Saturday, March 1, 2014

Cementless reverse total shoulder

Clinical and radiographic results of cementless reverse total shoulder arthroplasty: a comparative study with 2 to 5 years of follow-up.

The authors report a retrospective review of  patients having reverse total shoulder arthroplasty for a diagnosis of cuff tear arthropathy or severe rotator cuff deficiency. Of these, 37 patients had cemented RTSA and 64 patients had cementless RTSA. The cemented RTSAs were implanted between 2005 and 2007, and the uncemented RTSAs were implanted between 2007 and 2008.

There were no significant differences in clinical or radiographic outcomes between the two groups of patients. There was one revision for prosthetic instability  in the cemented group and three such cases in two patients in the cemented group.

Comment: This series represents the results by a surgeon with extensive experience with reverse total shoulders in patients with the optimal diagnoses: cuff tears and cuff tear arthropathy. Results are not presented for patients having reverse total shoulders for failed anatomic arthroplasty or fractures.

The authors observed stress shielding exclusively in the cement less stems, noting that stress shielding has been noted to be inversely proportional to the diameter of the stem: increased stiffness of the larger diameter press-fit implants leads to more stress shielding and increased proximal bone resorption around the implant.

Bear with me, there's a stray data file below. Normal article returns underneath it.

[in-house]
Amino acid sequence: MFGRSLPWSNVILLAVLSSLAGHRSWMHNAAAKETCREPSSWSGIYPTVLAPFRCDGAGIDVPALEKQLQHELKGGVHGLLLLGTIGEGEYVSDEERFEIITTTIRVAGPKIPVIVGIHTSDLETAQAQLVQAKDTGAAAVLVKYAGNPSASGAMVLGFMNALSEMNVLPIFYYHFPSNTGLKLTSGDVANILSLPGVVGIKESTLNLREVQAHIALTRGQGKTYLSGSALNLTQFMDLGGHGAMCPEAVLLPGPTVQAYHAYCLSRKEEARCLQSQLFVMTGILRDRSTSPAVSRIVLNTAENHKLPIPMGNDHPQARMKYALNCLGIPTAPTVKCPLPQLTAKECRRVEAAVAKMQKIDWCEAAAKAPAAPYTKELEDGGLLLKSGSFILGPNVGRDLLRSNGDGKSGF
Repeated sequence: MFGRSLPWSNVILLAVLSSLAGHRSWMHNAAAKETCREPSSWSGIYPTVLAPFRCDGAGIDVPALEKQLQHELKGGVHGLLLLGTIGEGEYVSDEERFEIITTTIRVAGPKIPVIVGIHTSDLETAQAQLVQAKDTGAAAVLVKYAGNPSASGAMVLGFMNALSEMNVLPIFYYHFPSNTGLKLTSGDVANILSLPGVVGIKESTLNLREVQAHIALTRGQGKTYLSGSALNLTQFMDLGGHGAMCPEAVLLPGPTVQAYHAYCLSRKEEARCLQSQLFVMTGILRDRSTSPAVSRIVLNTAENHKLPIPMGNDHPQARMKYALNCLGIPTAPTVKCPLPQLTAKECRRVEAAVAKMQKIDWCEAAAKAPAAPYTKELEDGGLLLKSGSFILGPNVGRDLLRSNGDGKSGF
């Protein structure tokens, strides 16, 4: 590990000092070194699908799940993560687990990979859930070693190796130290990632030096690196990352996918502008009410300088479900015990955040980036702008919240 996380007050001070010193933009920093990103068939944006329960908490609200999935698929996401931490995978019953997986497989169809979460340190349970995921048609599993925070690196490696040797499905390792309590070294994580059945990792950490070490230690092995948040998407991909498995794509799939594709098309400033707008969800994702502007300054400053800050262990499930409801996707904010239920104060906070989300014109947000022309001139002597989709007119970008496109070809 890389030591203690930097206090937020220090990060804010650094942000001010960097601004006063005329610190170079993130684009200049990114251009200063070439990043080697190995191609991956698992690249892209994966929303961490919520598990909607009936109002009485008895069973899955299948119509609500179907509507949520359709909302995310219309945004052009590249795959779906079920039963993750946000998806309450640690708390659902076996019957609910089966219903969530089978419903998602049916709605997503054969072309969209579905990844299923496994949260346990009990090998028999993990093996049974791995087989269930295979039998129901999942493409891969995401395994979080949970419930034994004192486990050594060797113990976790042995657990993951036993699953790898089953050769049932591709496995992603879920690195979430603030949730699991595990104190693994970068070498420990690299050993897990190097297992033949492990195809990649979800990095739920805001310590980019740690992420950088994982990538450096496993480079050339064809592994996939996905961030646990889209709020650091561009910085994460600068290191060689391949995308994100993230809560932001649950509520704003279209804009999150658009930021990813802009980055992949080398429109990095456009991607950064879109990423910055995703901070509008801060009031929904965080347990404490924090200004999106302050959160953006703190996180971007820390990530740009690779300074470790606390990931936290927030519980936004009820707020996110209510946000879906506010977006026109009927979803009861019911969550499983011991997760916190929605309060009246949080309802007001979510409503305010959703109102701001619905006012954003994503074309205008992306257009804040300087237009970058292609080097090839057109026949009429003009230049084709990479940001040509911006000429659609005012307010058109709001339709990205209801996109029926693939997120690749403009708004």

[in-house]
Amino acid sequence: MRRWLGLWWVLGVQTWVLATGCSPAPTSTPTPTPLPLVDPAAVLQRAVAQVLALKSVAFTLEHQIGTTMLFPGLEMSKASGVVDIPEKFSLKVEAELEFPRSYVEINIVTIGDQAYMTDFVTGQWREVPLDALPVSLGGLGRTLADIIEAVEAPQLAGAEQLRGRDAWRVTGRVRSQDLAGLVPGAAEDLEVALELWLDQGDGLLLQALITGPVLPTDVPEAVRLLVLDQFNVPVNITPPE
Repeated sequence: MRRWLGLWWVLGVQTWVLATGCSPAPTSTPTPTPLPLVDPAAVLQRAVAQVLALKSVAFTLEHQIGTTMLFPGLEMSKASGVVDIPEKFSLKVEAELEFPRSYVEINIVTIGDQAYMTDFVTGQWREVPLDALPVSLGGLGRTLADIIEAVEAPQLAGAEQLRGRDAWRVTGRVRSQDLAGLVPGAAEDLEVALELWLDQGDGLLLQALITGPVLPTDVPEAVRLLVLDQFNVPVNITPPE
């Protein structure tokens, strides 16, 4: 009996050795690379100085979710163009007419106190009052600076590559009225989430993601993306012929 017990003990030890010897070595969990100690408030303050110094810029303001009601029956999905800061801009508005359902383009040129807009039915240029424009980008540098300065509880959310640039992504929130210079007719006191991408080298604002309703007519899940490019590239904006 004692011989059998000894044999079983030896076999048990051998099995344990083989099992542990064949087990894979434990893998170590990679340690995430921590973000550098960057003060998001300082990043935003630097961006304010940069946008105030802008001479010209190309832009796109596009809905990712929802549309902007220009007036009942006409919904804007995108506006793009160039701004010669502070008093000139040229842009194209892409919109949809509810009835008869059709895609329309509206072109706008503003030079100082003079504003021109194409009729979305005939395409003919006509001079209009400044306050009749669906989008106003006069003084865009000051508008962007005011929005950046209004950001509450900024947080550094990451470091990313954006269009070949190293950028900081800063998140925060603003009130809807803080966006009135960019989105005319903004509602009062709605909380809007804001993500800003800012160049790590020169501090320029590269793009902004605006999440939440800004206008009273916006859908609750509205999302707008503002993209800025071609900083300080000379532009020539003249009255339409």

In order to achieve fixation without cement, the average stem diameters were greater in the uncemented group.

This observation suggests that care needs to be exerted when inserting press-fit humeral stems in fragile bone because of the risk of fracture at surgery. Many patients having reverse total shoulders have poor humeral bone quality. Special approaches may be needed to avoid the risk of fracture at and after surgery.

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